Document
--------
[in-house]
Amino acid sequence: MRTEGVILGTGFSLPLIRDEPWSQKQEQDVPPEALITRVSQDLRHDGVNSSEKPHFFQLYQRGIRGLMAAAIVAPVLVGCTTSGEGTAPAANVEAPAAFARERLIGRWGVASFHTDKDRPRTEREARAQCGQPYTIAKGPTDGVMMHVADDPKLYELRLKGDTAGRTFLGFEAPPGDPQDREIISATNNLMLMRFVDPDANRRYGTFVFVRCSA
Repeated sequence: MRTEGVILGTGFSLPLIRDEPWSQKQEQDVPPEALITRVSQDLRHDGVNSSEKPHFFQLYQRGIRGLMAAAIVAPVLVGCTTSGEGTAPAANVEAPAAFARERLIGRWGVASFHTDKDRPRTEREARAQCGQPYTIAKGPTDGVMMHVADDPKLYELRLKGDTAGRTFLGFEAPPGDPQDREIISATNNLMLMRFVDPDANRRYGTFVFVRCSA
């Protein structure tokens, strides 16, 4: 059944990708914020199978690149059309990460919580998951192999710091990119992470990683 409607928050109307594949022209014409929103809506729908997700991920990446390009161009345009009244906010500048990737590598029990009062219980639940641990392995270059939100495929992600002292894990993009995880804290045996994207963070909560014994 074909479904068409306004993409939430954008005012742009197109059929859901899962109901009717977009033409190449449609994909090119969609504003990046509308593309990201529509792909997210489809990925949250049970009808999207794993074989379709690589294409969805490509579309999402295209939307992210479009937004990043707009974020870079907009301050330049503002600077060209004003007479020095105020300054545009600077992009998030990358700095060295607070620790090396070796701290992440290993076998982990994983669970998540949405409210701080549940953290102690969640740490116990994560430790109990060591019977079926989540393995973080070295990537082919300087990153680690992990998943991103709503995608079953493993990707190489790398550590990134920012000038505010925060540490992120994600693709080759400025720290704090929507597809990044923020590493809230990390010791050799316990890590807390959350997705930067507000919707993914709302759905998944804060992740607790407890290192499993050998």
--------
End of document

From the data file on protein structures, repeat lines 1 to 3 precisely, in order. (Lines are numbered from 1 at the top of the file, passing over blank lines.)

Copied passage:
[in-house]
Amino acid sequence: MRTEGVILGTGFSLPLIRDEPWSQKQEQDVPPEALITRVSQDLRHDGVNSSEKPHFFQLYQRGIRGLMAAAIVAPVLVGCTTSGEGTAPAANVEAPAAFARERLIGRWGVASFHTDKDRPRTEREARAQCGQPYTIAKGPTDGVMMHVADDPKLYELRLKGDTAGRTFLGFEAPPGDPQDREIISATNNLMLMRFVDPDANRRYGTFVFVRCSA
Repeated sequence: MRTEGVILGTGFSLPLIRDEPWSQKQEQDVPPEALITRVSQDLRHDGVNSSEKPHFFQLYQRGIRGLMAAAIVAPVLVGCTTSGEGTAPAANVEAPAAFARERLIGRWGVASFHTDKDRPRTEREARAQCGQPYTIAKGPTDGVMMHVADDPKLYELRLKGDTAGRTFLGFEAPPGDPQDREIISATNNLMLMRFVDPDANRRYGTFVFVRCSA